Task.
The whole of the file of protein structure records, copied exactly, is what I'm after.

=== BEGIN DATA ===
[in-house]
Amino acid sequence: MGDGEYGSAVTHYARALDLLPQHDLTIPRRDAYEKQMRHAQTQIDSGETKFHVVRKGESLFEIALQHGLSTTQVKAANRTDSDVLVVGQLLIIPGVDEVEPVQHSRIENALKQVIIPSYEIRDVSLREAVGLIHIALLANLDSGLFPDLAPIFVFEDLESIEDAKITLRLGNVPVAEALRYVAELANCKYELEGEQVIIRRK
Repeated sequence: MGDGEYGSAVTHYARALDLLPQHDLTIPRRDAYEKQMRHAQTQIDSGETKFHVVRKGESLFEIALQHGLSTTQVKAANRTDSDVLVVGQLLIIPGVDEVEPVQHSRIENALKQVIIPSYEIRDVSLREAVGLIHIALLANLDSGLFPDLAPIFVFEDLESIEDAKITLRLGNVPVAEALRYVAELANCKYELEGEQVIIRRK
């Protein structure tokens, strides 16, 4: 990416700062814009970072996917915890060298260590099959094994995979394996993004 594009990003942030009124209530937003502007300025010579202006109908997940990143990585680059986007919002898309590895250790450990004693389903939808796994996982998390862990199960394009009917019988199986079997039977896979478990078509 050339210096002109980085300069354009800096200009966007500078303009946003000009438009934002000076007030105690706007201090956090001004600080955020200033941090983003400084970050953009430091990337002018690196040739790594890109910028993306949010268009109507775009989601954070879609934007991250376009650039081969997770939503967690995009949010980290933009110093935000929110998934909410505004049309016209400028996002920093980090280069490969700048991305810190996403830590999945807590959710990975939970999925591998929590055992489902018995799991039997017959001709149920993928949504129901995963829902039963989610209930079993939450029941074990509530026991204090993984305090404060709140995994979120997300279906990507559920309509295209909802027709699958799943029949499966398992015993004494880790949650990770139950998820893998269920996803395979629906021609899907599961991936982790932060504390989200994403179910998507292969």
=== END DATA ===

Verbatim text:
[in-house]
Amino acid sequence: MGDGEYGSAVTHYARALDLLPQHDLTIPRRDAYEKQMRHAQTQIDSGETKFHVVRKGESLFEIALQHGLSTTQVKAANRTDSDVLVVGQLLIIPGVDEVEPVQHSRIENALKQVIIPSYEIRDVSLREAVGLIHIALLANLDSGLFPDLAPIFVFEDLESIEDAKITLRLGNVPVAEALRYVAELANCKYELEGEQVIIRRK
Repeated sequence: MGDGEYGSAVTHYARALDLLPQHDLTIPRRDAYEKQMRHAQTQIDSGETKFHVVRKGESLFEIALQHGLSTTQVKAANRTDSDVLVVGQLLIIPGVDEVEPVQHSRIENALKQVIIPSYEIRDVSLREAVGLIHIALLANLDSGLFPDLAPIFVFEDLESIEDAKITLRLGNVPVAEALRYVAELANCKYELEGEQVIIRRK
């Protein structure tokens, strides 16, 4: 990416700062814009970072996917915890060298260590099959094994995979394996993004 594009990003942030009124209530937003502007300025010579202006109908997940990143990585680059986007919002898309590895250790450990004693389903939808796994996982998390862990199960394009009917019988199986079997039977896979478990078509 050339210096002109980085300069354009800096200009966007500078303009946003000009438009934002000076007030105690706007201090956090001004600080955020200033941090983003400084970050953009430091990337002018690196040739790594890109910028993306949010268009109507775009989601954070879609934007991250376009650039081969997770939503967690995009949010980290933009110093935000929110998934909410505004049309016209400028996002920093980090280069490969700048991305810190996403830590999945807590959710990975939970999925591998929590055992489902018995799991039997017959001709149920993928949504129901995963829902039963989610209930079993939450029941074990509530026991204090993984305090404060709140995994979120997300279906990507559920309509295209909802027709699958799943029949499966398992015993004494880790949650990770139950998820893998269920996803395979629906021609899907599961991936982790932060504390989200994403179910998507292969």